The debate over the UK’s culture of compensation claims entered interesting semantic territory this month with the publication of the Government’s flagship Compensation Bill. The UK was in the grip of a “culture of fear”, trumpeted the Lord Chancellor, Lord Falconer, carefully sidestepping the usual epithet of ‘compensation culture’.

It was last May when the Government’s Better Regulation Task Force claimed that the ‘compo culture’ was “a myth”, because the number of claims and litigation was not in fact rising. This month’s proposals were the long-awaited legislative response to clamping down on the perception of a problem. Consequently, it was the damaging fear of a claim that was in Lord Falconer’s sights rather than the reality of a claim.

He drew on a childhood image to explain the problem. “There’s somebody saying you have to wear goggles to play conkers and that doesn’t encourage conkers,” Lord Falconer said. “Local authorities don’t open public spaces because they fear they might be sued; people don’t do school trips because they fear they might be sued, or sign up for voluntary organisations like the Boy Scouts or Girl Guides.”

There has been rejoicing, tinged with a fair amount of scepticism, from the respectable end of the claimant personal injury (PI) market that the Government is finally clamping down on the unregulated claims management industry that has proved to be so disastrous since legal aid was withdrawn from accident claims five years ago.

A recent report from the Citizens Advice Bureau (CAB) revealed that the CAB has handled 130,000 problems relating to such claims since 2000, mainly from consumers who have been failed by claims companies offering advice on ‘no win, no fee’ deals. It is now proposed that any unauthorised person offering such services after regulation comes into force will be committing an offence and will be liable for up to two years’ imprisonment.

“I’m looking forward to the day when the first person is dragged off to prison under the new law,” comments Andrew Twambley, a partner at Manchester claimant firm InjuryLawyers4U.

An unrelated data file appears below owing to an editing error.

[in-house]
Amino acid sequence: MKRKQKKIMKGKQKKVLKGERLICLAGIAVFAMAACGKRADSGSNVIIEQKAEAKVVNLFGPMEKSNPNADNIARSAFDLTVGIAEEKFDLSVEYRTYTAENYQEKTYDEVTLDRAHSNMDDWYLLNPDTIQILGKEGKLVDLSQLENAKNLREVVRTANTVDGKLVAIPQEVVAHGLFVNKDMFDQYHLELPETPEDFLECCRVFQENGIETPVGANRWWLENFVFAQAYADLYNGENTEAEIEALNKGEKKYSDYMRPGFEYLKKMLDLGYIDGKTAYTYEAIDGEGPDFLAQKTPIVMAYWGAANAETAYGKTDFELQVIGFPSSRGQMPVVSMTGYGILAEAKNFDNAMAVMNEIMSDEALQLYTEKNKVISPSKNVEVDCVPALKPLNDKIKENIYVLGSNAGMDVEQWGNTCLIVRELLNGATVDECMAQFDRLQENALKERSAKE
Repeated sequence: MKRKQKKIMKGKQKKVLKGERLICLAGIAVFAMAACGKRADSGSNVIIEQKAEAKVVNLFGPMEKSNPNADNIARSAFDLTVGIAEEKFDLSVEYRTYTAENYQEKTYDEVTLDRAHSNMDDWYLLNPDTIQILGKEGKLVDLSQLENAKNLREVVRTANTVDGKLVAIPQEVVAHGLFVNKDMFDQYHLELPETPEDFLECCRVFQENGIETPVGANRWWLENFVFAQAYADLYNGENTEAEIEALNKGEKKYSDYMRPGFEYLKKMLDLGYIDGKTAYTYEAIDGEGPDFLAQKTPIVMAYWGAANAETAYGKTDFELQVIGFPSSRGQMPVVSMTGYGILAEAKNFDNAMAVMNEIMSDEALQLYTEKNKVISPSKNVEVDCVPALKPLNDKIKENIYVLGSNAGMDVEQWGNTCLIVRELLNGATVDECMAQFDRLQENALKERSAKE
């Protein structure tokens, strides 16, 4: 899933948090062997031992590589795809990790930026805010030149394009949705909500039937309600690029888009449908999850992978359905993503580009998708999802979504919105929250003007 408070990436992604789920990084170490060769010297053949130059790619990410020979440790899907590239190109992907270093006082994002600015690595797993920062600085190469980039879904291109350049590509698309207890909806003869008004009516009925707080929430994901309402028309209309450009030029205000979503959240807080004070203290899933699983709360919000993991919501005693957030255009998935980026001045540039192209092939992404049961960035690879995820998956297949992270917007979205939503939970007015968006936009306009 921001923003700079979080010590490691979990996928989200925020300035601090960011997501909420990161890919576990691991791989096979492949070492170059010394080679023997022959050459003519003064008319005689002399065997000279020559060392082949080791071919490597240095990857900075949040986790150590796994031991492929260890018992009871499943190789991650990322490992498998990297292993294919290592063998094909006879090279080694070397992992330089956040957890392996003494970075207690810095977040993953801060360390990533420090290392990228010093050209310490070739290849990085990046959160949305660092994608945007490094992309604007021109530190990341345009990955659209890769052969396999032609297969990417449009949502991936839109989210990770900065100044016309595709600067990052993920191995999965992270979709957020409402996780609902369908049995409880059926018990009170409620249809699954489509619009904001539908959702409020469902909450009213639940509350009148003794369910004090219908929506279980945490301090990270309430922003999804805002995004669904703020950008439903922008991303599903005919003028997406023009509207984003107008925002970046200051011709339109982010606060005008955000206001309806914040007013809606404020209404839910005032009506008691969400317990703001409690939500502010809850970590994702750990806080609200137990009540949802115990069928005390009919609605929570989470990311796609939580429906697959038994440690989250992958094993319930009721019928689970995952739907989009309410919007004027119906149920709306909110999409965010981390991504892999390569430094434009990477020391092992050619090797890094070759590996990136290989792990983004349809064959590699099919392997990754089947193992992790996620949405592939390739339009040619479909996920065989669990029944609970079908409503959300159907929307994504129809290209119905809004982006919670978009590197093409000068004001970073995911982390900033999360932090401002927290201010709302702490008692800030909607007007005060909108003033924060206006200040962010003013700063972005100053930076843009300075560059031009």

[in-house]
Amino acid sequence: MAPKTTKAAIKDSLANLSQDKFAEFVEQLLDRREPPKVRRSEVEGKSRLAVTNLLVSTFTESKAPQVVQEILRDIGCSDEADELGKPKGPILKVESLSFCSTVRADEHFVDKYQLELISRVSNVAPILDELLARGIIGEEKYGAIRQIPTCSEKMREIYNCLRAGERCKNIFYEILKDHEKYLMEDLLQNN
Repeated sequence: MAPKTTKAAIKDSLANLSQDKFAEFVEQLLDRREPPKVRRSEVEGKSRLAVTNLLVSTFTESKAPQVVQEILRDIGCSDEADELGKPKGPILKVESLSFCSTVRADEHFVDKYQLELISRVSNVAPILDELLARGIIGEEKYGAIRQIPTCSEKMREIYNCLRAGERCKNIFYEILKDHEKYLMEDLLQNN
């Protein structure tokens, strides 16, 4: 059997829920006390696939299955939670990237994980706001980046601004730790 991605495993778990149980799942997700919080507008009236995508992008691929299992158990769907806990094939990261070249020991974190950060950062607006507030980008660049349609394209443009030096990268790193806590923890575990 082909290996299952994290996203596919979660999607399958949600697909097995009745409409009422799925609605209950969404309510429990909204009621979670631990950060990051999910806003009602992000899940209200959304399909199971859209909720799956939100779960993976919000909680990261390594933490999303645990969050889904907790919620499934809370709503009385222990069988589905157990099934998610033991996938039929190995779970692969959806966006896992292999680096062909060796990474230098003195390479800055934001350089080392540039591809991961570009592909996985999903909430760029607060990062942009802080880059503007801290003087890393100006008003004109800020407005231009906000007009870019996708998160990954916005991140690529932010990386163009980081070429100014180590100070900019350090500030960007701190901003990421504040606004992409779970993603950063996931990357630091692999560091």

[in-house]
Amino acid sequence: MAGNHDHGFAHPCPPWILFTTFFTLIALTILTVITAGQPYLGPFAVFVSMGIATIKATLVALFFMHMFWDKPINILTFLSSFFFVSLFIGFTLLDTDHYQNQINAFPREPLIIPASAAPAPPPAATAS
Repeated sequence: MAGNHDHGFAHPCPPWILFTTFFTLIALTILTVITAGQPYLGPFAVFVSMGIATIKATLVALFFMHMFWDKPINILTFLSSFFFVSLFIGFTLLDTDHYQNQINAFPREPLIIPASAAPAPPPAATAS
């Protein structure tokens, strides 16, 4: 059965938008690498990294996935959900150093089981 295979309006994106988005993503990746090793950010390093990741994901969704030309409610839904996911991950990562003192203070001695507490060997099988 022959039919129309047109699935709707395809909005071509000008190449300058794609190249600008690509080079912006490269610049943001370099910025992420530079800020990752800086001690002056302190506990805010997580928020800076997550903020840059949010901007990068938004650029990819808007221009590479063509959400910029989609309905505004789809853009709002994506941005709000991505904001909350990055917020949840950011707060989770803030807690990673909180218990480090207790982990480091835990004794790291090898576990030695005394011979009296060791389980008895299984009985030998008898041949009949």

However, Twambley is sceptical about the law’s success. “I’m not holding my breath,” he says. “I liken it to when ministers tried to clean up the financial services industry. It didn’t stop the backstreet guys flogging overpriced insurance policies to the vulnerable.”

The bill will require claims companies to be authorised by a regulator and to comply with rules and a code of practice. It expressly prohibits the kind of excesses that have dogged the industry – in other words, the ‘hard-sell’ tactics deployed by the armies of claims company reps set up in shopping centres, aggressive advertising and bogus advice as to the merits of their claim.

However, it remains unclear as to who is going to be the watchdog. The industry’s homegrown solution, the Claims Standards Council (CSC), has been jostling for position over the last couple of months. So far, the CSC has more than 150 members and has applied to the Office of Fair Trading (OFT) for approval of its consumer code. The word is that it is “the only organisation in town”, comments Neil McLaughlin, vice-president of the Forum of Insurance Lawyers. “No one else has even put themselves forward as a potential regulator,” he adds.

Kerry Underwood, senior partner at St Albans firm Underwoods, argues that it would be absurd to accept an industry regulator. “If the bar, the Law Society and licensed conveyancers are all going to be externally regulated under the Clementi reforms, and there’s no suggestion that there’s a huge problem, how come it’s okay to allow self-regulation for the claims industry, where there’s such a problem that an Act of Parliament has to be introduced and a breach of regulation is punishable by two years in prison – that’s how serious things are. It would be a complete and utter failure.”

McLaughlin makes the point that, for regulation to be effective across such a disparate industry, it has to cover everyone, from the solicitor on the high street to the legal expenses insurer to the trade union and beyond. “There are an awful lot of portals through which any of us might go to get on the claims conveyor belt,” he says. “Is each of those portals going to be governed by the same form of regulation so that there’s a level playing field for all?”
The aspect of the bill that has received less press attention is that the Government is also seeking to clarify the law of negligence to protect, among others, conker fans everywhere. The bill sets out that the courts should be able to take into account the “wider social value of the activity” when considering what standard of care is reasonable.

It is part of the legislation that deeply troubles John Pickering, president of the Pan European Organisation of Personal Injury Lawyers and head of the PI department at Irwin Mitchell. “It represents a modification of the standard of care that currently exists,” he says. “I don’t see this as an area in need of reform and it doesn’t adequately meet the concerns expressed by Lord Falconer about public perception. All it is doing is applying a harder test, which suggests the courts in turn will apply a harder test. Where does that leave the genuine accident victim?”

with two-year prison sentences for those who infringe the code. But will putting a regulator in charge really make any difference? By Jon Robins